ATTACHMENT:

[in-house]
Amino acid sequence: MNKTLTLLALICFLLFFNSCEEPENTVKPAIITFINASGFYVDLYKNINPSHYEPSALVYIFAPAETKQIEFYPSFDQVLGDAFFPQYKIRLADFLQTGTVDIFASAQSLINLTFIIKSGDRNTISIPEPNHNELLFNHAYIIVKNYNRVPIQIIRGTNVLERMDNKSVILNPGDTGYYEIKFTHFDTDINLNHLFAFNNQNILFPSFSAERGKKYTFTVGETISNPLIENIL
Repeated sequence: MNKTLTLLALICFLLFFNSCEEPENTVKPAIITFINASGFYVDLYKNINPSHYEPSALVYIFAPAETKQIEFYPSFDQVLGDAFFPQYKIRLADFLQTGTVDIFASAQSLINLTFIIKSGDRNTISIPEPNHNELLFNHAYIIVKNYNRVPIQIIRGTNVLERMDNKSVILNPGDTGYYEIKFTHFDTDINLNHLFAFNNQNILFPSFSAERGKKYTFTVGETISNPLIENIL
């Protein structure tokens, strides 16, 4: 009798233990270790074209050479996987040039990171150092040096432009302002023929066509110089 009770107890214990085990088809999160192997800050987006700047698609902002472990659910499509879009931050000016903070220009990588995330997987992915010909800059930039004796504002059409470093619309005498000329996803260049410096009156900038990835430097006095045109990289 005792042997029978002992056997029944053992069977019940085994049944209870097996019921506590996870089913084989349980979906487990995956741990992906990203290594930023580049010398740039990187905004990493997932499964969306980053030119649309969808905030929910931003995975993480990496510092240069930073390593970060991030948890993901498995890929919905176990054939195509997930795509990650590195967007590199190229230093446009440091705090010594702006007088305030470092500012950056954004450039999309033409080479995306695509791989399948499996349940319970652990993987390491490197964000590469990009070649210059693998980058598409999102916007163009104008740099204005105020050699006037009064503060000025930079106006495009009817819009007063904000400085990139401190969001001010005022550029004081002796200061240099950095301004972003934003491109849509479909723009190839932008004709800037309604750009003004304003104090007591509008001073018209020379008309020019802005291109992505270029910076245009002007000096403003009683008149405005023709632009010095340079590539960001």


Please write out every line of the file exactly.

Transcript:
[in-house]
Amino acid sequence: MNKTLTLLALICFLLFFNSCEEPENTVKPAIITFINASGFYVDLYKNINPSHYEPSALVYIFAPAETKQIEFYPSFDQVLGDAFFPQYKIRLADFLQTGTVDIFASAQSLINLTFIIKSGDRNTISIPEPNHNELLFNHAYIIVKNYNRVPIQIIRGTNVLERMDNKSVILNPGDTGYYEIKFTHFDTDINLNHLFAFNNQNILFPSFSAERGKKYTFTVGETISNPLIENIL
Repeated sequence: MNKTLTLLALICFLLFFNSCEEPENTVKPAIITFINASGFYVDLYKNINPSHYEPSALVYIFAPAETKQIEFYPSFDQVLGDAFFPQYKIRLADFLQTGTVDIFASAQSLINLTFIIKSGDRNTISIPEPNHNELLFNHAYIIVKNYNRVPIQIIRGTNVLERMDNKSVILNPGDTGYYEIKFTHFDTDINLNHLFAFNNQNILFPSFSAERGKKYTFTVGETISNPLIENIL
């Protein structure tokens, strides 16, 4: 009798233990270790074209050479996987040039990171150092040096432009302002023929066509110089 009770107890214990085990088809999160192997800050987006700047698609902002472990659910499509879009931050000016903070220009990588995330997987992915010909800059930039004796504002059409470093619309005498000329996803260049410096009156900038990835430097006095045109990289 005792042997029978002992056997029944053992069977019940085994049944209870097996019921506590996870089913084989349980979906487990995956741990992906990203290594930023580049010398740039990187905004990493997932499964969306980053030119649309969808905030929910931003995975993480990496510092240069930073390593970060991030948890993901498995890929919905176990054939195509997930795509990650590195967007590199190229230093446009440091705090010594702006007088305030470092500012950056954004450039999309033409080479995306695509791989399948499996349940319970652990993987390491490197964000590469990009070649210059693998980058598409999102916007163009104008740099204005105020050699006037009064503060000025930079106006495009009817819009007063904000400085990139401190969001001010005022550029004081002796200061240099950095301004972003934003491109849509479909723009190839932008004709800037309604750009003004304003104090007591509008001073018209020379008309020019802005291109992505270029910076245009002007000096403003009683008149405005023709632009010095340079590539960001």